The Economy Doesn't Matter
The stock market appears to ebb and flow with the daily news about our fragile economy. Clearly, the health of our economy greatly affects our lives; yet, counter-intuitively, it has less to do with stock performance than you may think. "Economic statistics have little if any value in forecasting or modeling stock prices," according to the folks who run the Marketfield mutual fund.
Financial Advisor magazine notes that the recent volatility in the stock market has led some investors to search for economic trends and cycles in an effort to predict how the stock market will perform. After all, as Morgan Stanley points out, "equities are growth assets, so it seems obvious that equity returns should be linked to GDP [gross domestic product] growth."
Morgan Stanley argues, however, that history shows no correlation between GDP growth and stock performance -- "there is little or no link between returns and economic growth." The Economist cites a number of academic studies that concur with this proposition.
Ben Inker, head of asset allocation at the global money management firm Grantham, Mayo, van Otterloo & Co., stated that "investing in those countries with the higher GDP growth rate -- assuming you knew in advance what those growth rates would be -- would have failed over the [last 30 years]. There was a negative relationship between GDP growth and market performance."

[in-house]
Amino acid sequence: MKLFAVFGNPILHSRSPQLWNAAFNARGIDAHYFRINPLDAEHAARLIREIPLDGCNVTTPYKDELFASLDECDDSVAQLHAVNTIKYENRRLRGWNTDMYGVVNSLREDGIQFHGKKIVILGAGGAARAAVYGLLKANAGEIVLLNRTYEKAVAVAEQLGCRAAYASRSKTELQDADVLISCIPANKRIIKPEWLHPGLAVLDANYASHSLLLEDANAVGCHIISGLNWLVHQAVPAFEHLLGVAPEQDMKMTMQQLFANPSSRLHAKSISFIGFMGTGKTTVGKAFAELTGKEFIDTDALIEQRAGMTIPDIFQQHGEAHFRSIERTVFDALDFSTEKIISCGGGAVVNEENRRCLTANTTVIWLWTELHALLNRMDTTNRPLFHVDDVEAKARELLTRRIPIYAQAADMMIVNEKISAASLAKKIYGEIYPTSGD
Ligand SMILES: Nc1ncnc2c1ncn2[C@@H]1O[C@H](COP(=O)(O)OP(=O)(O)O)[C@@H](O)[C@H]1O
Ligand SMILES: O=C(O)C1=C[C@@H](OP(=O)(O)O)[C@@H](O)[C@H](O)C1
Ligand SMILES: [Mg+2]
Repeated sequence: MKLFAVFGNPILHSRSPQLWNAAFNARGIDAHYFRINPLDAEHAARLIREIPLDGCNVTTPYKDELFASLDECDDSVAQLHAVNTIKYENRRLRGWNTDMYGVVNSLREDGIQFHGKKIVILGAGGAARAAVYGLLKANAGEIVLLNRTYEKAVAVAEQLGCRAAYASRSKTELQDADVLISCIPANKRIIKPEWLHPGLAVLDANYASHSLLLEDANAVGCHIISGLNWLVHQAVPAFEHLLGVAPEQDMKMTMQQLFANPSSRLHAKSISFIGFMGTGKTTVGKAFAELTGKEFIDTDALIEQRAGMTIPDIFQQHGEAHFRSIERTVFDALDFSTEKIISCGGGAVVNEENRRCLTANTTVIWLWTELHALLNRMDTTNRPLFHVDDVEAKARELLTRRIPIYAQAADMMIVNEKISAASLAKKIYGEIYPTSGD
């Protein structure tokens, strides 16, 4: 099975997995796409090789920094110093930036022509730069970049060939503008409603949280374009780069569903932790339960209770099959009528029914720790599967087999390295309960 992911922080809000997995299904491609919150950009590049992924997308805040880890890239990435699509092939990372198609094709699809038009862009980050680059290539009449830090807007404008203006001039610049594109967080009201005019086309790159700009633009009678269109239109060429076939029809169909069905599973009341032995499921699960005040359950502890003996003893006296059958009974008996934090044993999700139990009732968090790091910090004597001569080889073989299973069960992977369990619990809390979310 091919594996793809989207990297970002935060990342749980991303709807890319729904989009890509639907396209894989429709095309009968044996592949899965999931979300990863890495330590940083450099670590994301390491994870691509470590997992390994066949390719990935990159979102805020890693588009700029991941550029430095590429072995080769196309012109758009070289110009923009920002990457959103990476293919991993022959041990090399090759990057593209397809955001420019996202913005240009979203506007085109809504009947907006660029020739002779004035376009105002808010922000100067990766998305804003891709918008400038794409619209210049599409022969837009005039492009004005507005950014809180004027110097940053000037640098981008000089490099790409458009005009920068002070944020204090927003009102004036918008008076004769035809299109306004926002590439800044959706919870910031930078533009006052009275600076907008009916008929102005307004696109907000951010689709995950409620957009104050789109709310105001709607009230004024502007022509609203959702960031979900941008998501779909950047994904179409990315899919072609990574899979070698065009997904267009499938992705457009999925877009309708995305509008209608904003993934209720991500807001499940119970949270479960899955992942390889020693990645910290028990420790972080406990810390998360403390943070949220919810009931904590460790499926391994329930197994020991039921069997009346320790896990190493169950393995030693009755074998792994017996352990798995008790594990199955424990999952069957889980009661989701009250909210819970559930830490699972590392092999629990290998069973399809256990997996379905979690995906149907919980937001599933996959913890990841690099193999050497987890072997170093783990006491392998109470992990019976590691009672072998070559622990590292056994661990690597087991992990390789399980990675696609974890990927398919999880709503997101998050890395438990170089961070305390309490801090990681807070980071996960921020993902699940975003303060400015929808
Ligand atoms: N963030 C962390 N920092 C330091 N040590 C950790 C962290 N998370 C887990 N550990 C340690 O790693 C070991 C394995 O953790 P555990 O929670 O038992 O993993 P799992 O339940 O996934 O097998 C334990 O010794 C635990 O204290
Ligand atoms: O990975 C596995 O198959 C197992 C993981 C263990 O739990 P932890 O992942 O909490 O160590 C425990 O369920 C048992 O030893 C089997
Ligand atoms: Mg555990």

Why is this the case? The Economist suggests one answer may be that investors pile into the stocks of high growth countries, thereby driving up their prices, making subsequent returns disappointing. In other words, the most important factor for future returns may be the relative value of stocks: Are stocks expensive or are they cheap? Morgan Stanley posits that stock market valuation may be the best guide to future equity returns over the intermediate term. Ben Inker claims that "the cheapest five markets outperformed the expensive markets by over three percent a year for 30 years."
While a growing economy provides great benefits for citizens, the ultimate connection between GDP growth and the stock market is not readily apparent to those who seek easy ways to predict the future.
Words of Wisdom
The fact that some geniuses were laughed at does not imply that all who are laughed at are geniuses. They laughed at Columbus, they laughed at Fulton, they laughed at the Wright brothers. But they also laughed at Bozo the Clown.
-- Carl Sagan